2011-07-14 / News

Sounds of the drums beating fill the recreation center

By Margo Sullivan

The muffled beat of the drums – African, Brazilian, Cuban – scattered the sound of music over East Ferry Thursday night, as curious passers-by dropped by the Jamestown Recreation Center to see who was jamming.

They found Ryder Anderson and Donovan Martin, both 9, and Donovan’s brother Devon, 7, playing traditional sets, plus a little improvisation under the instruction of Jamestown native Aaron Cote.

The Parks and Recreation Department sponsored Cote’s youth drumming class as part of the summer program. It’s the first time drumming has been offered, according to Jill Goldstein, program supervisor.

Cote, 25, studied drumming with Bolokada Conde, a West African master drummer, and earned a master’s degree in music performance at the University of Illinois. He did his undergraduate music work at Butler University.

“I left to get the experience I couldn’t find here and bring it back,” he said.

So far, his plate has been pretty full, he said. Besides his classes at the rec center and teaching private drumming lessons, Cote is performing with Lois Vaughan and jazz singer Michelle Cruz, also of Jamestown.

Cote met Cruz at the Newport Jazz Festival, and they are booked for several upcoming appearances, starting July 27, when Michelle Cruz and her jazz quartet play the Sidebar Cafe in Providence. Then on Aug. 2 at Newport’s Washington Square, Cote will join the John Monllos Trio. Cote and Cruz are the featured act aboard the SeaFair Megayacht on Aug. 3 for a party following the George Wein and Friends tribute at Bridgefest.

Cruz sings in both English and Portuguese, he said. Her latest compact disc has been a favorite on the Boston radio channel, WGBH.

Cote started playing music on his parent’s piano. “When I was young, I was very interested in music. We had a piano at home,” he said. He added that at first, he played by ear. He then took formal piano lessons for a few years before he started to learn drums.

“I learned every style of drumming,” he said, from jazz and rock to orchestra and marimba. So far, Cote said, the youth drumming class has started to learn the ABCs of percussion, meaning African, Brazilian and Cuban music, and to follow traditions, such as call and response, in which one player echoes another’s song, and looping, in which the musicians play the same song over and over.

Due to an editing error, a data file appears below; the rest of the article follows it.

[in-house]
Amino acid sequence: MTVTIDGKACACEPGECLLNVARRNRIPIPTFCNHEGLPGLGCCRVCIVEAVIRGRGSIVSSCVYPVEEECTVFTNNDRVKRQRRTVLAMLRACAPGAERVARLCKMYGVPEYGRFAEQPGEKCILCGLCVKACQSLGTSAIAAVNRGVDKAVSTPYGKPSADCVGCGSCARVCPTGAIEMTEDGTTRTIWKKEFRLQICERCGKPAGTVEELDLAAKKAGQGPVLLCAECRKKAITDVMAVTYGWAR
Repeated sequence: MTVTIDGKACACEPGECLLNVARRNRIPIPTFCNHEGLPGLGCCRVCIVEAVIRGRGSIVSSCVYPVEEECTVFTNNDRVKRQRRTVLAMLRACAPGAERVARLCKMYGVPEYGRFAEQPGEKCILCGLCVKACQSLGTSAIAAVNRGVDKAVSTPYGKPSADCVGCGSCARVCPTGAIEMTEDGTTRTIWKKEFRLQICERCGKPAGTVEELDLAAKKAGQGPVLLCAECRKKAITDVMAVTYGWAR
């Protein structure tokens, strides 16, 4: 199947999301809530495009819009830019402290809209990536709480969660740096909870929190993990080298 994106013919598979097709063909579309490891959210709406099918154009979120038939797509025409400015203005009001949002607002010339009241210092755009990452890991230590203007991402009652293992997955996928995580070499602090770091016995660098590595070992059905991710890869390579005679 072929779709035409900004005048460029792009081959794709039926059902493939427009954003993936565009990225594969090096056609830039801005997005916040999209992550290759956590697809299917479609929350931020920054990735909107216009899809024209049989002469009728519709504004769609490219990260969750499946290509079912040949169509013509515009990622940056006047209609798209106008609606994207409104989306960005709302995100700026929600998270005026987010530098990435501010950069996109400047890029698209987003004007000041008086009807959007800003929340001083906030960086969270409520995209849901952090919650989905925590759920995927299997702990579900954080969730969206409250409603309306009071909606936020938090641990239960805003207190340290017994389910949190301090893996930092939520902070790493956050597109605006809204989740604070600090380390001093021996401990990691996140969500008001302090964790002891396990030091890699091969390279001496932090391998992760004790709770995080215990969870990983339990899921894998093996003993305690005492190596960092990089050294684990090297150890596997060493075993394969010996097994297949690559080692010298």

But last week, Cote was quizzing the young musicians on traditional African music and the call and response. He played a part on the sticks or on the drum, and then pointed to one of the youngsters.

“High, high, high, low, high, high, low, low,” Cote said, sounding out the first part of the song. Then he added a second section: “Low, high, high, low.”

First, Donovan answered by playing the exact same part. Then it was his brother Devon’s turn, and then 9-year-old Ryder took over.

“Generally, the African traditional teaching method is to mimic sounds orally,” Cote explained after the class. “As I teach young kids, I try to use words they understand rather than sounds that they may have trouble differentiating. When writing the music on paper, the general idea is to represent both the rhythm and the melodic contour.” He added that that isn’t typical in West African music.

Cote also tries to keep the instruments authentic. For a recent class, he packed a Djembe, an African drum fashioned from a goatskin and a hollowed tree, and a replica Cuban conga drum.

Those aren’t the only percussion instruments the youngsters have tried. Earlier, Cote put them on double-headed brass drums called Dunun drums and let them work the bells and shakers.

And he also brought a regular drum set to accommodate one young musician’s special request.

“My goal is to make sure everyone gets to learn what they want as well as learn as a group,” he said. Cote also wants the students to have fun while they’re playing, and he’s patient when Donovan, for example, offered an excuse not to practice his music at home.

“I don’t have any drums at home,” he said. Cote smiled, but wasn’t falling for the line.

“You don’t need drums to practice at home,” he said. He pounded out some music by tapping his hand on the stage floor inside the recreation center.

Cote is also looking for new students, including adults. He will present some drumming basics at a free workshop – the Aaron Cote BridgeFest World Percussion Workshop – at 2 p.m. on Aug. 2 at the Newport Public Library.

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